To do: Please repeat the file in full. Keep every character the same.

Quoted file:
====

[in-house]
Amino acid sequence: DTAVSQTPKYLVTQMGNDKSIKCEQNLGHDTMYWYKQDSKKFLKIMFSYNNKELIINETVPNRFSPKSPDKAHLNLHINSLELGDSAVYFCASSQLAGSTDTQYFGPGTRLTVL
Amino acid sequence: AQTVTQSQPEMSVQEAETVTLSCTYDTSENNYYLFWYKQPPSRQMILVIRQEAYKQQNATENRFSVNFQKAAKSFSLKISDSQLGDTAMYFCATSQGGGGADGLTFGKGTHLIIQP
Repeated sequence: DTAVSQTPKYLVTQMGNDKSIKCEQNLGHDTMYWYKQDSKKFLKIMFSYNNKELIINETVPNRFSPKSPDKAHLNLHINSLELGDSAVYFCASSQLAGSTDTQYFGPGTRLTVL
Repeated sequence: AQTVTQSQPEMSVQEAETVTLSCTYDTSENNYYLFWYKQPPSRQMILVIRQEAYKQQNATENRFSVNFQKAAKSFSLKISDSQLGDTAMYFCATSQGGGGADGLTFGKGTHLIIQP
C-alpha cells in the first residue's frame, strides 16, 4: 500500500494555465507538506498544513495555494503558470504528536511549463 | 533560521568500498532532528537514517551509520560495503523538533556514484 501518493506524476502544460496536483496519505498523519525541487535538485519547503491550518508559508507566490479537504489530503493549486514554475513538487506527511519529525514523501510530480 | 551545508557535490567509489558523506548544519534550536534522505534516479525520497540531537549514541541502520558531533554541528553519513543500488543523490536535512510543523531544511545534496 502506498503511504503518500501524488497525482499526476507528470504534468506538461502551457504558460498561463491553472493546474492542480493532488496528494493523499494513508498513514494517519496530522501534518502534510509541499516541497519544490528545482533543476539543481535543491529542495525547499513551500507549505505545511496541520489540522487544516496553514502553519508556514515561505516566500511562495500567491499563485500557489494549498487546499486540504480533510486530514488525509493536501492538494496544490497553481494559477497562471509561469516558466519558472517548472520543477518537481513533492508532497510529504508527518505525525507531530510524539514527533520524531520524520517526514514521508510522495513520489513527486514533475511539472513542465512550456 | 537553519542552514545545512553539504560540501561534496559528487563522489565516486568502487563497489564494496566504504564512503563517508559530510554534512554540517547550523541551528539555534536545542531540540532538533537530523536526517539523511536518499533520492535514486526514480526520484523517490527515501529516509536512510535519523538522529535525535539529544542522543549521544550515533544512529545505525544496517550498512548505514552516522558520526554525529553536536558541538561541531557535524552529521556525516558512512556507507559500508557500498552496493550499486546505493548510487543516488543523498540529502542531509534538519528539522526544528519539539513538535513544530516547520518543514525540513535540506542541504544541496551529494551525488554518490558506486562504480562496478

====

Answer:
[in-house]
Amino acid sequence: DTAVSQTPKYLVTQMGNDKSIKCEQNLGHDTMYWYKQDSKKFLKIMFSYNNKELIINETVPNRFSPKSPDKAHLNLHINSLELGDSAVYFCASSQLAGSTDTQYFGPGTRLTVL
Amino acid sequence: AQTVTQSQPEMSVQEAETVTLSCTYDTSENNYYLFWYKQPPSRQMILVIRQEAYKQQNATENRFSVNFQKAAKSFSLKISDSQLGDTAMYFCATSQGGGGADGLTFGKGTHLIIQP
Repeated sequence: DTAVSQTPKYLVTQMGNDKSIKCEQNLGHDTMYWYKQDSKKFLKIMFSYNNKELIINETVPNRFSPKSPDKAHLNLHINSLELGDSAVYFCASSQLAGSTDTQYFGPGTRLTVL
Repeated sequence: AQTVTQSQPEMSVQEAETVTLSCTYDTSENNYYLFWYKQPPSRQMILVIRQEAYKQQNATENRFSVNFQKAAKSFSLKISDSQLGDTAMYFCATSQGGGGADGLTFGKGTHLIIQP
C-alpha cells in the first residue's frame, strides 16, 4: 500500500494555465507538506498544513495555494503558470504528536511549463 | 533560521568500498532532528537514517551509520560495503523538533556514484 501518493506524476502544460496536483496519505498523519525541487535538485519547503491550518508559508507566490479537504489530503493549486514554475513538487506527511519529525514523501510530480 | 551545508557535490567509489558523506548544519534550536534522505534516479525520497540531537549514541541502520558531533554541528553519513543500488543523490536535512510543523531544511545534496 502506498503511504503518500501524488497525482499526476507528470504534468506538461502551457504558460498561463491553472493546474492542480493532488496528494493523499494513508498513514494517519496530522501534518502534510509541499516541497519544490528545482533543476539543481535543491529542495525547499513551500507549505505545511496541520489540522487544516496553514502553519508556514515561505516566500511562495500567491499563485500557489494549498487546499486540504480533510486530514488525509493536501492538494496544490497553481494559477497562471509561469516558466519558472517548472520543477518537481513533492508532497510529504508527518505525525507531530510524539514527533520524531520524520517526514514521508510522495513520489513527486514533475511539472513542465512550456 | 537553519542552514545545512553539504560540501561534496559528487563522489565516486568502487563497489564494496566504504564512503563517508559530510554534512554540517547550523541551528539555534536545542531540540532538533537530523536526517539523511536518499533520492535514486526514480526520484523517490527515501529516509536512510535519523538522529535525535539529544542522543549521544550515533544512529545505525544496517550498512548505514552516522558520526554525529553536536558541538561541531557535524552529521556525516558512512556507507559500508557500498552496493550499486546505493548510487543516488543523498540529502542531509534538519528539522526544528519539539513538535513544530516547520518543514525540513535540506542541504544541496551529494551525488554518490558506486562504480562496478